A 2006 World Bank report identifies numerous benefits of the Canadian program. Growers receive reliable and experienced agricultural workers. Local communities benefit from expanded employment opportunities for native workers (linked to the growth of agricultural industries staffed by reliable and skilled foreign workers). Foreign workers stimulate demand for local services and goods.
For foreign workers, the program provides an opportunity to gain secure employment and to support family needs, especially improved housing, children's education, better nutrition, and medical services. Since they do not need to pay recruitment or smugglers' fees, even the poorest of Mexican and Caribbean workers can gain employment through this program.
For instance, among the 465 Mexican workers I surveyed between 1997 and 2000, about 80 percent (and higher in some villages) used their earning to improve their homes in Mexico. Some had to buy land to build a house. Those who already owned land bought material and paid wages to construction workers.
About 60 percent of the workers I surveyed used their Canadian-earned income to improve the education of their children. For most workers, Canadian jobs provided an opportunity to improve their households' diet and respond to medical emergencies. Anthropologist Leigh Binford and sociologist Gustavo Verduzco report similar findings.
Among Jamaican participants of the program, 35 percent of remittances was spent on children's education, according to Roy Russell, a researcher affiliated with the Agro-Socio Economic Research Center in Jamaica.
The overstay rate among SAWP workers is negligible. The previously mentioned World Bank report estimates it to be 1.5 percent.
Despite the numerous advantages the Canadian program offers migrants over alternatives, such as illegally crossing into the United States, the program has serious flaws. Most importantly, SAWP restricts workers' mobility. In addition, employers have excessive control over the workers' current and future labor contracts.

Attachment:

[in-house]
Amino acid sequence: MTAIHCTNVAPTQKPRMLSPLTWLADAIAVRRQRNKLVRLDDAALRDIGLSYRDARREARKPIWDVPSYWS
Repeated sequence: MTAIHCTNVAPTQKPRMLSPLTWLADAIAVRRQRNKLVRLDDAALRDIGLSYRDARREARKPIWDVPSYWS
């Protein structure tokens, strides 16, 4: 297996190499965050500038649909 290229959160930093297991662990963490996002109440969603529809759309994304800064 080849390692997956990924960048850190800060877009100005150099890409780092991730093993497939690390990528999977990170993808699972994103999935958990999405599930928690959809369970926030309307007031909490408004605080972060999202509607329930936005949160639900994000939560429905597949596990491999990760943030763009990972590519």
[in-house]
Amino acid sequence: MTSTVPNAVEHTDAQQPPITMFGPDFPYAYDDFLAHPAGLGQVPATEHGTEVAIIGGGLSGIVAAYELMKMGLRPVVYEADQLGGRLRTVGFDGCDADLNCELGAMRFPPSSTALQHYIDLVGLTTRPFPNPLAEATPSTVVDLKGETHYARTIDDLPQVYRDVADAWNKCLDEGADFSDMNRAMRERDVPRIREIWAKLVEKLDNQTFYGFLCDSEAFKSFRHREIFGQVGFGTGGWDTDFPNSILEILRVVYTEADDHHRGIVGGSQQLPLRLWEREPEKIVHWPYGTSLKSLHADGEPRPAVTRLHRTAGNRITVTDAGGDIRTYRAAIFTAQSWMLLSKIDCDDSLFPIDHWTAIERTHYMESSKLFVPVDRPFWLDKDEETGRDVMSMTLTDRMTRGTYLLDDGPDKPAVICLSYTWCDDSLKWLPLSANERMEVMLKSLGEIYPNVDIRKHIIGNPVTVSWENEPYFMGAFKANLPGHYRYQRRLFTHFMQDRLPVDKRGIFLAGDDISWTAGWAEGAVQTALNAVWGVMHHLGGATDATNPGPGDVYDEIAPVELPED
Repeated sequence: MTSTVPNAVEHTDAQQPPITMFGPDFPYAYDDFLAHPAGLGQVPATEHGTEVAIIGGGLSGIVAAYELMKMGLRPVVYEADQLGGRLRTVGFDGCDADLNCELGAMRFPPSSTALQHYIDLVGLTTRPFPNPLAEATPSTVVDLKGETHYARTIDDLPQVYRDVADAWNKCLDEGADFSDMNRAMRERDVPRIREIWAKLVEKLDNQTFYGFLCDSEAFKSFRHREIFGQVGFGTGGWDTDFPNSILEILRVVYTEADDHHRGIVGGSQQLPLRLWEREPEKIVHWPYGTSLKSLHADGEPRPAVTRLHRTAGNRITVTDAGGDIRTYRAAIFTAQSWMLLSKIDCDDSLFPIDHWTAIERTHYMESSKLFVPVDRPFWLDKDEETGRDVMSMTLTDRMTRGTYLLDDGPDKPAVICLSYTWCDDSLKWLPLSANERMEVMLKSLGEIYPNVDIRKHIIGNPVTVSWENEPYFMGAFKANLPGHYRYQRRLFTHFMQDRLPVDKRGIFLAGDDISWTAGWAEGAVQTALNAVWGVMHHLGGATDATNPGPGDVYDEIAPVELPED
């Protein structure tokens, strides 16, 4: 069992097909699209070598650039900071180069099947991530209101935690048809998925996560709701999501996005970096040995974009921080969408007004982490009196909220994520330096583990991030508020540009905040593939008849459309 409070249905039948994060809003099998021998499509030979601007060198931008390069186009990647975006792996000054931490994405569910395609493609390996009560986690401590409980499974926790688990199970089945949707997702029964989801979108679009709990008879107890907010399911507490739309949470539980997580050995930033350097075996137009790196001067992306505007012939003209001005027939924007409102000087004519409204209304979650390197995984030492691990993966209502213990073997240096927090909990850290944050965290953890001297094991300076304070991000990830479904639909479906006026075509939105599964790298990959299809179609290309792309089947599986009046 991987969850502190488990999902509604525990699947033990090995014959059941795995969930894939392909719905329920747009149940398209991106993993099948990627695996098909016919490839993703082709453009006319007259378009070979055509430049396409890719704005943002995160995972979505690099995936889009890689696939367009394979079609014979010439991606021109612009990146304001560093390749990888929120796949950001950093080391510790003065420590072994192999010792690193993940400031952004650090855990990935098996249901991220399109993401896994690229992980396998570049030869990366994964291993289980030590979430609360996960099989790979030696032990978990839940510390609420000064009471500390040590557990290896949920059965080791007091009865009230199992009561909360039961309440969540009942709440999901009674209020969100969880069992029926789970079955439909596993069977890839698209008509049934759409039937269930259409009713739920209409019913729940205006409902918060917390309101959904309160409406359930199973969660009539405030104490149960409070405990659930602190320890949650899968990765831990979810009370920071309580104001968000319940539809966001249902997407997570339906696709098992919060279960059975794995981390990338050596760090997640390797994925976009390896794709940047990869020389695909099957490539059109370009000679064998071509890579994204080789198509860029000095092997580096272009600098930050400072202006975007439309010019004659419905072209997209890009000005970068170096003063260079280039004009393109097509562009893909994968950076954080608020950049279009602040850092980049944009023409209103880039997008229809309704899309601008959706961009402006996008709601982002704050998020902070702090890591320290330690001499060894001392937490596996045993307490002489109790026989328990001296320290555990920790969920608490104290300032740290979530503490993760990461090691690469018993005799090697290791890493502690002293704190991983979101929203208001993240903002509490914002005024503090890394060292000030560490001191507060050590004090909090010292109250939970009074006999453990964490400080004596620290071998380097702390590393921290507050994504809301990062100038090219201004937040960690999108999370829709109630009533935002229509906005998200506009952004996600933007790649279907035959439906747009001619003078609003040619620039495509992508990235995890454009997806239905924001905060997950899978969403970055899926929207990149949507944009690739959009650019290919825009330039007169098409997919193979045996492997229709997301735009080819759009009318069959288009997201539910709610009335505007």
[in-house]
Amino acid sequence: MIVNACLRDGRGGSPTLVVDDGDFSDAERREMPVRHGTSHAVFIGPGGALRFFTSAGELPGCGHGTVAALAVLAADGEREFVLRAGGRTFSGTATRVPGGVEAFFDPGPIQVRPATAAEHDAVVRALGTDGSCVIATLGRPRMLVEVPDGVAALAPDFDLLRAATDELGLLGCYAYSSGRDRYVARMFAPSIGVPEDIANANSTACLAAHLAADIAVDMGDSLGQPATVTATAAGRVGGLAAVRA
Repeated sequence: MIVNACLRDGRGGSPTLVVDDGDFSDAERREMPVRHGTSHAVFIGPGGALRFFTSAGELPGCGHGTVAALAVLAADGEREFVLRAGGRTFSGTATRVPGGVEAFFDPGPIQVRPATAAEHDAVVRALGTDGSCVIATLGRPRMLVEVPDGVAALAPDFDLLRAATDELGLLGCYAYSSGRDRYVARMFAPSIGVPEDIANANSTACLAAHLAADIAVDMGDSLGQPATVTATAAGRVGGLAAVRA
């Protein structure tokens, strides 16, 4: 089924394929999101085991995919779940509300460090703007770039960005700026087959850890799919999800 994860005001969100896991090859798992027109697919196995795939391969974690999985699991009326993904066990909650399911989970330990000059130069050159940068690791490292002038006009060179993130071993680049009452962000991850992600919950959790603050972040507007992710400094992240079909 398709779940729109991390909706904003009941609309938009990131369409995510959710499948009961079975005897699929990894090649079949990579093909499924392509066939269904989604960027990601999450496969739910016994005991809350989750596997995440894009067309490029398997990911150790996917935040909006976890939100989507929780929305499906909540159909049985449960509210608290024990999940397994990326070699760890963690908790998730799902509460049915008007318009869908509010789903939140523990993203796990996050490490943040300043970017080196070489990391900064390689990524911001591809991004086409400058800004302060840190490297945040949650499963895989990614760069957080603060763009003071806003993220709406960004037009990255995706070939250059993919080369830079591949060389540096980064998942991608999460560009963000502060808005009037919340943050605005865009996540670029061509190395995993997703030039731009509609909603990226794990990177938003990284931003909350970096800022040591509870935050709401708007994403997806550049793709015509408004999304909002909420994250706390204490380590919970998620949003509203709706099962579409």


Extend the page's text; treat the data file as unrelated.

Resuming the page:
The need to secure approval from current employers can make workers acquiescent. They may decide not to claim worker's compensation when injured or take time off to see a doctor when they are sick. Also, workers may choose not to refuse employer requests to work seven days a week or complain about substandard housing or safety conditions.
Those who assert their rights risk being deported and/or blacklisted. In conducting my research among Mexican workers, one such story came from Arturo, who felt that Mexican workers on a farm in Quebec were treated like slaves. After he demanded improvements from the farm owner, the owner called the Mexican consulate.
A consular representative arrived but refused to help the Mexican workers. The following year the Mexican recruitment agency told Arturo that he had been penalized. Only two years after the incident was Arturo able to return to Canada.
The problems extend beyond workers' rights. Anthropologist Leigh Binford highlights social and psychological costs borne by migrants and members of their households, although he recognizes that the nonmonetary costs of the Canadian program are not as high as those of US-bound unauthorized migrants.
Separated from their families and communities, Binford has found that SAWP workers suffer from depression and anxiety. Loneliness breeds promiscuity, and venereal diseases are not uncommon. Also, Canada has no provisions for the seasonal agricultural workers to become permanent residents and bring their families.
To a certain degree, workers' support centers, which the United Food and Commercial Workers Union (UFCW) in Ontario and Quebec fund, have attempted to assist otherwise unprotected migrant workers. At these centers, seasonal agricultural workers receive information about occupational hazards, workers' compensation, pensions, and taxes. Volunteers will also prepare their tax returns free of charge.
However, UFCW support centers have a limited mandate. UFCW cannot legally represent migrant workers in Ontario — the province where the vast majority of them work — because of legal provisions that prohibit agricultural workers from bargaining collectively. While agricultural unions are legal in Quebec, Manitoba, and other provinces, pressure from employers and the extreme vulnerability of the workers stand in the way of union organizing.